2 Sep 2015

Far-left preparing purge of ‘careerist’ Labour MPs if Corbyn wins

A left-wing supporter of Jeremy Corbyn has claimed that the far-left is preparing to oust several Labour MPs – who the activist condemned as “careerists” and right-wingers. While there is no suggestion that Mr Corbyn himself is involved or has any knowledge of the plot, this supporter has begun naming possible victims.

A Unite organiser from South-East London has told me that Vicky Foxcroft, who was only just elected in May as the MP for Lewisham Deptford, is said to be among the prime targets for de-selection. Remarkably, Foxcroft is herself a former union official, and was even listed as one of the names on the union’s list of 40 hoped-for candidates before the 2015 election.

“Activists in the area are very disappointed in Vicky Foxcroft, and the noises she has been making distancing herself from Unite,” said the official, who did not want to be named – and whose views may not be shared by the union leadership. He explained that local union members planned to replace Foxcroft with a black woman who has been an active member of the Corbyn organising team.

Boundaries

Some left-wing activists believe that the redrawing of constituency boundaries currently being implemented by the government in time for the next election will make it easier to get oust MPs whom they don’t like. “We think we can challenge Foxcroft if the boundaries are redrawn,” the Unite man said.

The two other Labour MPs in Lewisham are also named by the Unite organiser as likely targets, including Jim Dowd, MP for Lewisham West since 1992.

“We’re hoping that when the boundaries are redrawn he’ll step down. And there’ll be a real battle over the re-selection of Heidi Alexander [MP for Lewisham East since 2010]. There’s also a directly elected mayor standing down in Lewisham, so there’s a lot to play for. My union Unite will be putting resources into encouraging our members to join the Labour Party.”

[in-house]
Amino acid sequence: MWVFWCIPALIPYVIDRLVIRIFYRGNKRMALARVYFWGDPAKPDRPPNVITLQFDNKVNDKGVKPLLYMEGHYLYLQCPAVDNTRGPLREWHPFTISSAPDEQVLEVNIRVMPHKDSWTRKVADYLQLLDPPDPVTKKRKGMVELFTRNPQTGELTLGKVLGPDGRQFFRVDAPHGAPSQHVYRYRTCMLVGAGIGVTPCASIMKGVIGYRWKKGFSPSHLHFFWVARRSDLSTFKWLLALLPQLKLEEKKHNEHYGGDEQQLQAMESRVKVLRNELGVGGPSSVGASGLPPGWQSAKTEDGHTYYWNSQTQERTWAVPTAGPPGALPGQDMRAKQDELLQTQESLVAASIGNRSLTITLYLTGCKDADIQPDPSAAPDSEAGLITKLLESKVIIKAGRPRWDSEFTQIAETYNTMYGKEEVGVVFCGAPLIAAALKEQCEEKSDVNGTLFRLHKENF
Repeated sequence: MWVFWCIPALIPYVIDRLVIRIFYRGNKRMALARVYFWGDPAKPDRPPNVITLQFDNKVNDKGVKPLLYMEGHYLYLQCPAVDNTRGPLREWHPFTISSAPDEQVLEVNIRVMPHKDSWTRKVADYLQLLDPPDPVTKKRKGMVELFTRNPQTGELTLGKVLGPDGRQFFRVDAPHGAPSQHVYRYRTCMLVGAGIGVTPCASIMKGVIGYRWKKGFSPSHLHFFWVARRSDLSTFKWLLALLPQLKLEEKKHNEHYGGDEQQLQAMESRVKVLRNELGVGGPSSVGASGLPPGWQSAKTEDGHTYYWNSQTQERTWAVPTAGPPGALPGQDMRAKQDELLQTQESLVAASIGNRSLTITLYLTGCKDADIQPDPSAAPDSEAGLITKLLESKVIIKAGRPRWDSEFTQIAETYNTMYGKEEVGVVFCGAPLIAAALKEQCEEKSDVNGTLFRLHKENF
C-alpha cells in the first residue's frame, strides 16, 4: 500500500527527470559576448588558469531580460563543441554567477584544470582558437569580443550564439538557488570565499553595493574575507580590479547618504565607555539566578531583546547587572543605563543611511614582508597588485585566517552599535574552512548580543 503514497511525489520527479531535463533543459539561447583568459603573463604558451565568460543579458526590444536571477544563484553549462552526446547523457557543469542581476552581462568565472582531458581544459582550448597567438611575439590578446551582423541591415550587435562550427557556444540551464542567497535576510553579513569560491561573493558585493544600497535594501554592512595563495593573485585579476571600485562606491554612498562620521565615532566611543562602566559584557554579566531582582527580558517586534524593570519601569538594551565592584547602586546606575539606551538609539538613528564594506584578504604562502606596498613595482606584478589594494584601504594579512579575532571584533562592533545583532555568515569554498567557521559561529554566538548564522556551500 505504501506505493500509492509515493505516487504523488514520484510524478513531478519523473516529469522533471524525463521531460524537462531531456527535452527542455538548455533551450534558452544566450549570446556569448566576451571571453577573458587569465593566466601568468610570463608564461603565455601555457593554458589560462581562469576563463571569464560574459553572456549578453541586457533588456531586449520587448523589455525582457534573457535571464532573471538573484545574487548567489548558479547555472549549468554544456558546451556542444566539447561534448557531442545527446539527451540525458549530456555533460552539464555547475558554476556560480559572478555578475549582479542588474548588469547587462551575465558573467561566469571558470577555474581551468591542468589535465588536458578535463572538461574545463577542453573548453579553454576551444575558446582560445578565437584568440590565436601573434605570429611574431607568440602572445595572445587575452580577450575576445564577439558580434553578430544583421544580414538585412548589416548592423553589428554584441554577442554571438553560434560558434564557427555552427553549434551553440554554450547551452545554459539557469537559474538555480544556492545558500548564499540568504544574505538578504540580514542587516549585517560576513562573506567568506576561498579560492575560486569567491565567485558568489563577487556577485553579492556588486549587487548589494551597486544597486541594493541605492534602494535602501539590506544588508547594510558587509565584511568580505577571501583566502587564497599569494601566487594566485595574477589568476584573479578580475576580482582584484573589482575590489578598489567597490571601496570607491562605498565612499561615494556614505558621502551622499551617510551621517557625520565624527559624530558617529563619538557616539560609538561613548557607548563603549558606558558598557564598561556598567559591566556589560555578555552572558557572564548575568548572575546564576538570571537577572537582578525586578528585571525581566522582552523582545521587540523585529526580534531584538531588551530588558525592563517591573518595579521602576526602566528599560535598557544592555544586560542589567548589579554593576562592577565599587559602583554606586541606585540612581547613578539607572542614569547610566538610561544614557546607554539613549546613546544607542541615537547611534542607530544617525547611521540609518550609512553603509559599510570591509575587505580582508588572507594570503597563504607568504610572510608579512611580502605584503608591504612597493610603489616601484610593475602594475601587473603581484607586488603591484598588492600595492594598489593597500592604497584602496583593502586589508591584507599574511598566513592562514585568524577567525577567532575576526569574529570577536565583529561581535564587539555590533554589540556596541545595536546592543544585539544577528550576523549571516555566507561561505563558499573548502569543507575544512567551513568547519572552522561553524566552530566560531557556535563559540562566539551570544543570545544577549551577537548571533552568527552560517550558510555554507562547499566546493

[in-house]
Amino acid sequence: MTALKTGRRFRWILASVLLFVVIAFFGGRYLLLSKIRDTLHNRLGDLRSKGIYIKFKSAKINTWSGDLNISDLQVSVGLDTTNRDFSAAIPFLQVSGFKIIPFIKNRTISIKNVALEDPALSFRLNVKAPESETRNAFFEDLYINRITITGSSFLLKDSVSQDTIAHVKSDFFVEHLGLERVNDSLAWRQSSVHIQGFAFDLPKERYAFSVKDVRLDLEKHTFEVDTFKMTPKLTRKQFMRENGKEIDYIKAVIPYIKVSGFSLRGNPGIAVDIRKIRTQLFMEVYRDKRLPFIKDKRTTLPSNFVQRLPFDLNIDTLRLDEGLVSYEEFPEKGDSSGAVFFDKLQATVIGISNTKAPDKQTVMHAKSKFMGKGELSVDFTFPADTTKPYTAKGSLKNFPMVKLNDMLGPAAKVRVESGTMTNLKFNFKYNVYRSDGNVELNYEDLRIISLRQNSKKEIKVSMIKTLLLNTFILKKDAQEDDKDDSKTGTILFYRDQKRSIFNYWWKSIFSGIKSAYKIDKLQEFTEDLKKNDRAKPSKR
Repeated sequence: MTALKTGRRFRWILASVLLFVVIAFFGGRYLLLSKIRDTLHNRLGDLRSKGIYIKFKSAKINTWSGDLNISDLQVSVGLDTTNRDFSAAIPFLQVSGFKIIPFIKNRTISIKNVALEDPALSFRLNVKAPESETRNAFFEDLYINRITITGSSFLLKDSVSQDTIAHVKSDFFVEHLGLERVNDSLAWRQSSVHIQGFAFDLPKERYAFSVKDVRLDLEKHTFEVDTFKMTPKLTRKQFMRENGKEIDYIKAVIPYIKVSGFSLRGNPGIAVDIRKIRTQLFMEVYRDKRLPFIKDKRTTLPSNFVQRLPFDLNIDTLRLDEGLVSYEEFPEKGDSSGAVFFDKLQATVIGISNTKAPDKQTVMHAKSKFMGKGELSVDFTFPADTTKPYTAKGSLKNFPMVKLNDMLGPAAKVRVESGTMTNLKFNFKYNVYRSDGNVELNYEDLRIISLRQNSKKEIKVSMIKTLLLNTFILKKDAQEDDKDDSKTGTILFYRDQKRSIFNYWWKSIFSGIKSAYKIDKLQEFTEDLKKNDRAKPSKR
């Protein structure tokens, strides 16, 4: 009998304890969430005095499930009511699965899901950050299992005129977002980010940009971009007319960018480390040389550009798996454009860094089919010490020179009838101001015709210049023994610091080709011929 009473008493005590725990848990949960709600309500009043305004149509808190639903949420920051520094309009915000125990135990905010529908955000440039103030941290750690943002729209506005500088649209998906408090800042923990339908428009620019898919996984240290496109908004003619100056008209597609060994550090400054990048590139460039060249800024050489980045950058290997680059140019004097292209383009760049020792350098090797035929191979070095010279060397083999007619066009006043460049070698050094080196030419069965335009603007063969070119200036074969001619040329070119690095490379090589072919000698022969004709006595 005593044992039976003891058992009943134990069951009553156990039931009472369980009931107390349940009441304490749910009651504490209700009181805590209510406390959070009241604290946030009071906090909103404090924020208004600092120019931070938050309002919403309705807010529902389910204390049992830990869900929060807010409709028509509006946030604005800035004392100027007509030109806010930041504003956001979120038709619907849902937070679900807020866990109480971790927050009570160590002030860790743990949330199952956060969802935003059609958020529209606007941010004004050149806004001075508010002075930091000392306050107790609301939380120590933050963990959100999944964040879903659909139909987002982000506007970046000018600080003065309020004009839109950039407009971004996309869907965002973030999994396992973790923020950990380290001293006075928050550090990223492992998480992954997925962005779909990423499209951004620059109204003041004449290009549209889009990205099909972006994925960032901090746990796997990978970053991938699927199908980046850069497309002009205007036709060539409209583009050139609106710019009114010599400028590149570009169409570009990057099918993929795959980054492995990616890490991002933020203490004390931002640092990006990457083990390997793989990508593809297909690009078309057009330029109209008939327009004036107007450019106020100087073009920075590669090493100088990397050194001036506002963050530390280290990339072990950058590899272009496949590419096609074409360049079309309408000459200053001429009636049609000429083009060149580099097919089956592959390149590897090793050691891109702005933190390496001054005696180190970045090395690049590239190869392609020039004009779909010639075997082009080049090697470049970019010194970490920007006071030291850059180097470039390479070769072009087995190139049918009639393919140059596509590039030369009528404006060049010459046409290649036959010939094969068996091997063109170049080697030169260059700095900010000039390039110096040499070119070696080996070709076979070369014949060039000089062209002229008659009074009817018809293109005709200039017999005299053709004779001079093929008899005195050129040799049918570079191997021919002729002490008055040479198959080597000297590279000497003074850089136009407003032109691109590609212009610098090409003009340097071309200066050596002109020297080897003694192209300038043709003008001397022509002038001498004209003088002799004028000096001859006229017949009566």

Questioned as to other possible targets around the country, the Unite organiser said the Shadow Education Secretary Tristram Hunt, would “make a wonderful scalp.” He claimed that the left has historically been well-organised in Stoke-on-Trent, where Hunt is a local MP. “It doesn’t take many people to organise in strength.”

And he also identified the Rochdale MP Simon Danczuk, a fierce public critic of Jeremy Corbyn, as a possible victim. “This Danczuk chappy, he’d be interesting, ” he told me. “He’s made such vicious anti-Corbyn statements, he’s somebody in our cross-hairs.” But he also stressed it would be a matter for activists in Danczuk’s local party in Lancashire to move against him.

Factions

The activist, a veteran of Labour’s vicious internal battles of the 1980s, believes however, that the mere threat of being deselected will prompt many MPs to hold their tongues and adopt more left-wing positions. That’s what happened more than three decades ago in the days when Tony Benn was a powerful force in the party.

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“The Progress people are gonna be worried,” he said, referring to the Blairite faction within Labour. “Many of these are out-and-out careerists” he claimed. “It might be that the careerists see the writing on the wall on Corbyn, and toe the line. If many of them see that lots of young people are joining the party, they may toe the line. It’s probably going to be patchy.”